Assessment of Mandibular Surface Area Changes in Bruxers Versus Controls on Panoramic Radiographic Images: A Case Control Study
Lakshmi Padmaja Satheeswarakumar*, Tatu Joy Elenjickal, Shashi Kiran Mohan Ram, Kartheesan Thangasamy
Identifiers and Pagination:Year: 2018
First Page: 753
Last Page: 761
Publisher ID: TODENTJ-12-753
Article History:Received Date: 18/4/2018
Revision Received Date: 8/7/2018
Acceptance Date: 3/9/2018
Electronic publication date: 28/09/2018
Collection year: 2018
open-access license: This is an open access article distributed under the terms of the Creative Commons Attribution 4.0 International Public License (CC-BY 4.0), a copy of which is available at: (https://creativecommons.org/licenses/by/4.0/legalcode). This license permits unrestricted use, distribution, and reproduction in any medium, provided the original author and source are credited.
Bruxism is the commonest of the many parafunctional activities of the masticatory system. Opinions on the causes of bruxism were numerous and widely varying. It can occur during sleep as well as wakefulness. Bruxism was for long considered a major cause of tooth wear. Other effects of bruxism may include tooth movement and tooth mobility, as well as changes in oral soft tissues and jaw bone. Since the exact etiology and manifestations are unclear, it was difficult to diagnose Bruxism. In this study, we evaluated the area change as measured from digital panoramic radiographs that can occur in the lower jaw bone in those with Bruxism and compared the results with non-bruxers.
Aims and Objective:
To determine the surface area changes of the mandible, condylar and coronoid processes in Bruxers from Panoramic radiographs and to compare and contrast the changes with age and gender matched controls.
Materials and Methods:
The study was conducted in the department of Oral Medicine and Radiology. The total sample size was 40. The sample was divided into two groups, Bruxers and non-bruxers with 20 subjects in each group. Healthy volunteers aged between 20- 30 years diagnosed with Bruxism and Healthy volunteers aged between 20- 30 years diagnosed without Bruxism were included in group II (Non-Bruxers). Bruxchecker was made use of in confirming the Bruxism in Group I. The Panoramic radiograph was used as the imaging modality for the study. The measurements were made with the help of software, Image J. All the measurements were tabulated and statistical analysis was made using ANOVA (Post hoc) followed by Dunnett’s test and unpaired t test.
A comparison of the mandibular surface area as a whole and also condylar and coronoid processes individually were carried out. Significant results were obtained in case of condylar and coronoid processes between the two groups. The surface area of condylar process of Group I was found to be lower than that of Group II. The surface area of the right coronoid process of group I was found to be less when compared to that of group II but the values of the left coronoid process of group I was found to be more when compared with group II. The surface area of the mandible showed no significant difference between the groups. There was significant difference between the genders in case of mandible, condyle and coronoid. The surface area of mandible and condylar process was found to be lower in female when compared to male. The surface area of coronoid process was found to be more in case of females when compared to that of males in Group I.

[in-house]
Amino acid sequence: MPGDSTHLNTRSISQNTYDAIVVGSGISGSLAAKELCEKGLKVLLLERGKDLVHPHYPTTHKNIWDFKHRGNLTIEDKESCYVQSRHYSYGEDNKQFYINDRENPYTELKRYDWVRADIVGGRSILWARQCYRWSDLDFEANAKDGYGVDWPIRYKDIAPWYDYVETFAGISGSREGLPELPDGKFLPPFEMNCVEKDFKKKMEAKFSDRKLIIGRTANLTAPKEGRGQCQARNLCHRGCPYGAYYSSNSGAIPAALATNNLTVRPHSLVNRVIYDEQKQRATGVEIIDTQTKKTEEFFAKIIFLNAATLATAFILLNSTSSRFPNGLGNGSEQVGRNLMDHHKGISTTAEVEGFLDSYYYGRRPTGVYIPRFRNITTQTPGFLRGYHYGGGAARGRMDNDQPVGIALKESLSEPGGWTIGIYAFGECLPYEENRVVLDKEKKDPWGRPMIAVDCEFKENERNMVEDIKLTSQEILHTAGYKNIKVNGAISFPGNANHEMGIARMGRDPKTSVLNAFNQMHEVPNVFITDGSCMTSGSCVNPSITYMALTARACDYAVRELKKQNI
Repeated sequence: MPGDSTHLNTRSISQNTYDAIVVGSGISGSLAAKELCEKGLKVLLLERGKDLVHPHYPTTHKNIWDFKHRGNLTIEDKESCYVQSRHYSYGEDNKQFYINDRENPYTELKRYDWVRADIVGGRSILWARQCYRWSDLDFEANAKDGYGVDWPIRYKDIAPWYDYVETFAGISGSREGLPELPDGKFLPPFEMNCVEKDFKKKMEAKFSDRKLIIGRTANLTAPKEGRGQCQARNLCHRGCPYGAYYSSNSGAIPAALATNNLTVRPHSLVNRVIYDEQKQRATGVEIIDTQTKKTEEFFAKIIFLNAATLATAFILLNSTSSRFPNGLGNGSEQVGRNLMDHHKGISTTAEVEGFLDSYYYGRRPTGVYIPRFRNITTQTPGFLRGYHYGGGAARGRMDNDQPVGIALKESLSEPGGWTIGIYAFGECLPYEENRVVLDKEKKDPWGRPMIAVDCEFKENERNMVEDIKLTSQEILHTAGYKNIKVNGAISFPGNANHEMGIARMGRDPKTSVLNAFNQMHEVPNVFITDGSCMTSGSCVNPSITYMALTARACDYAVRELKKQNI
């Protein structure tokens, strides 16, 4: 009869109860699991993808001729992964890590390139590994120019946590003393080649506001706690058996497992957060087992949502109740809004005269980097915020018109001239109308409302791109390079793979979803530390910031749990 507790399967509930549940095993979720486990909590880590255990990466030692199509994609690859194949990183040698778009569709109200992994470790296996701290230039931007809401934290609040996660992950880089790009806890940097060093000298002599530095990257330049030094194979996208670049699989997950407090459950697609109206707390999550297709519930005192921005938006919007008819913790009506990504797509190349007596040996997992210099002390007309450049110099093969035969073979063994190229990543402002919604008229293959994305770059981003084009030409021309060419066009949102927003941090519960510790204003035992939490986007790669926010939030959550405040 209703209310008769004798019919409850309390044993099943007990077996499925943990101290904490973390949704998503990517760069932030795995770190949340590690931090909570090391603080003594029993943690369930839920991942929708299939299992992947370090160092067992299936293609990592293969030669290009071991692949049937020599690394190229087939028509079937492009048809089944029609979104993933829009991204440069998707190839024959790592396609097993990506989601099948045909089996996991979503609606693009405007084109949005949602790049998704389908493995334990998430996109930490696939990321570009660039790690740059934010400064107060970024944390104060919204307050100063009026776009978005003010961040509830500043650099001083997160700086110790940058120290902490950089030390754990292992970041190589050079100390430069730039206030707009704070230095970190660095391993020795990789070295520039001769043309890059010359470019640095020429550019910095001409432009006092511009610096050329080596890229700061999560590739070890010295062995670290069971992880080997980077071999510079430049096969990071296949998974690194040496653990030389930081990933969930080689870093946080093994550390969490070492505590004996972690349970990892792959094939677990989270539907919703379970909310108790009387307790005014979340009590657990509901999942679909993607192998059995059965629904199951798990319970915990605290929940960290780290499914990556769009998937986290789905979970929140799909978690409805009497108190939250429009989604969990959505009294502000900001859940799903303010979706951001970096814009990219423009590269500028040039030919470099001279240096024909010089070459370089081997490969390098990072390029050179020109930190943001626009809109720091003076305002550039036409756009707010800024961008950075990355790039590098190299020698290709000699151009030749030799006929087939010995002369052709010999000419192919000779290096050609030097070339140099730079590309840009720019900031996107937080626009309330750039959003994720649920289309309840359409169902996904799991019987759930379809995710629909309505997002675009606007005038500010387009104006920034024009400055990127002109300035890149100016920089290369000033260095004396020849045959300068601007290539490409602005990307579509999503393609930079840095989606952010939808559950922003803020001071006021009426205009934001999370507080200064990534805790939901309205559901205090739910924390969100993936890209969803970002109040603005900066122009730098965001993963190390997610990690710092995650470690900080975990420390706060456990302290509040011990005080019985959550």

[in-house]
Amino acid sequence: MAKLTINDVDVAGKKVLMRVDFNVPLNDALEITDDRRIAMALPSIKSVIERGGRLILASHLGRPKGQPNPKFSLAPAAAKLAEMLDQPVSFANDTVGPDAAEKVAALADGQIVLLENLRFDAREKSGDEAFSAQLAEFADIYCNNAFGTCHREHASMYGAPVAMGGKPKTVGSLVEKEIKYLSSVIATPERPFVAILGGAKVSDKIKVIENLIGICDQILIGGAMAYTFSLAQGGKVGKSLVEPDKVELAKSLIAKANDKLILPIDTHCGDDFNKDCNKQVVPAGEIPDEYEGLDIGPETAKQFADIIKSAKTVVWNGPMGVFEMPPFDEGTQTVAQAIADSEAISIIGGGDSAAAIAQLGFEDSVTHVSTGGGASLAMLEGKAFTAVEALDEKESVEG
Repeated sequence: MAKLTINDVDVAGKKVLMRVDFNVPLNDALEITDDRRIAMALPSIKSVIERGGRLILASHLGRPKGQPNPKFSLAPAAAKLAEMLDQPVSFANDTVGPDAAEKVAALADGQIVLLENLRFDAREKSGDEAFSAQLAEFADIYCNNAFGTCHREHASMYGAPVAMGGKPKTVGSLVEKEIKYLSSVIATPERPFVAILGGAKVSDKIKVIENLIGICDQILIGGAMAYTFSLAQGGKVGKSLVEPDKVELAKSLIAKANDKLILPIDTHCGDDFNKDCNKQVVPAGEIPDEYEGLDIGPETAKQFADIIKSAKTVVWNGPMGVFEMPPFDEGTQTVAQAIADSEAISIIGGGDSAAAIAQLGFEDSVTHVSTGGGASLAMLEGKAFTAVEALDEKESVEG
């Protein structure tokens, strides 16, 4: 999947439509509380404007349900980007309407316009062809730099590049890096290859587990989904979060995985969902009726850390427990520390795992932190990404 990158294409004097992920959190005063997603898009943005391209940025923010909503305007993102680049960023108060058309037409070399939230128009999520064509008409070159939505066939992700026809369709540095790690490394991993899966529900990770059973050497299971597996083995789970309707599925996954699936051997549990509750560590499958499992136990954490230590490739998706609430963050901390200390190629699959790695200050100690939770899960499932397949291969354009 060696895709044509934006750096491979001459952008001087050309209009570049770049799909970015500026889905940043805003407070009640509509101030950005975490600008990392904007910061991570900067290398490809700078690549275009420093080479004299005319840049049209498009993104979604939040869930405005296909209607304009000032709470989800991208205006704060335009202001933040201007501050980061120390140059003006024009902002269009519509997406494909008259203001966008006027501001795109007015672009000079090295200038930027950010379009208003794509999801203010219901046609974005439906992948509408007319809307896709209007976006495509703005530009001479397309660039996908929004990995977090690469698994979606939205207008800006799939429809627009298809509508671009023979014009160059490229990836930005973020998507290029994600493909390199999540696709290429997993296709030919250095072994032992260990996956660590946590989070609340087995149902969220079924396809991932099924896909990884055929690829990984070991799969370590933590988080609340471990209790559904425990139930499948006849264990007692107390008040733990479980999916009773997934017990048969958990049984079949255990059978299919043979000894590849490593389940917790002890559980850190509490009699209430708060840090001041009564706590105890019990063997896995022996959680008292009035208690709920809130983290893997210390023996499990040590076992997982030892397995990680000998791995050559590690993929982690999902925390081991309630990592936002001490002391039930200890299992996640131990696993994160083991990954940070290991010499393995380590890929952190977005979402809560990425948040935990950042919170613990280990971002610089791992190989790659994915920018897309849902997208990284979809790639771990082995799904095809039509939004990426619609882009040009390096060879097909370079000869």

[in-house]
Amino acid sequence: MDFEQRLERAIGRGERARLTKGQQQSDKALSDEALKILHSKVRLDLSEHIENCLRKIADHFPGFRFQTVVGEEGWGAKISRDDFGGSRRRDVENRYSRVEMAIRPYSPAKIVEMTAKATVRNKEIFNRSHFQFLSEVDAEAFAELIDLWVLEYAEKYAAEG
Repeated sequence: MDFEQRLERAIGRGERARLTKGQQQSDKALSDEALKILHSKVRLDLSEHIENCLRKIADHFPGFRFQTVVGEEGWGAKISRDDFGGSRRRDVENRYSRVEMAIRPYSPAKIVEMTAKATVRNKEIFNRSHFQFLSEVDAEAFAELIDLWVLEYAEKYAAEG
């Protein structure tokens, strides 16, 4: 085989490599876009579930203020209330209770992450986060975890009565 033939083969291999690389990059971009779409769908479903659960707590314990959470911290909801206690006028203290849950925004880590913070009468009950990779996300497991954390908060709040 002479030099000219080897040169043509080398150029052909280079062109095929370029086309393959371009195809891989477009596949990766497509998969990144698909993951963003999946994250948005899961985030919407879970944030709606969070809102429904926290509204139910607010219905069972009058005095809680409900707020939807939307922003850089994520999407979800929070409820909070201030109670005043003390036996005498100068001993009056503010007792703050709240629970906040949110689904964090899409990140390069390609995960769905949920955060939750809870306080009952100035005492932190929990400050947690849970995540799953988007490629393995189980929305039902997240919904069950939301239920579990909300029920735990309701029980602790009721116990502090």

The results of our study show that while the overall surface area of bruxers remain unaffected when compared to controls, the condylar and coronoid process show significant change. The hitherto belief that the primary brunt of bruxism is borne by the masseter would require a revisit since alteration in tonicity of the masseter would reflect in surface area change of the mandible as a whole. An increase in the surface area of the coronoid process in bruxers was observed in our study which could be attributed to altered activity of the temporalis, a muscle largely responsible for the posture of the mandible. This could imply that bruxers show alteration in temporalis activity which would explain several clinical manifestations such as headache, neck pain, shoulder pain and altered posture and so on which we have observed in the clinical practice of neuromuscular dentistry. Further studies examining the activity of the temporalis and masseter would further corroborate our findings and form the basis for future research in this arena.
This original research was carried out to assess the surface area changes in mandible and condylar and coronoid processes of Bruxers and non-bruxers. The results showed significant changes in the surface area of condylar and coronoid process in Bruxers when compared to the controls. This is an area of study with paucity of available literature. This study would be a stepping stone for future studies in this arena.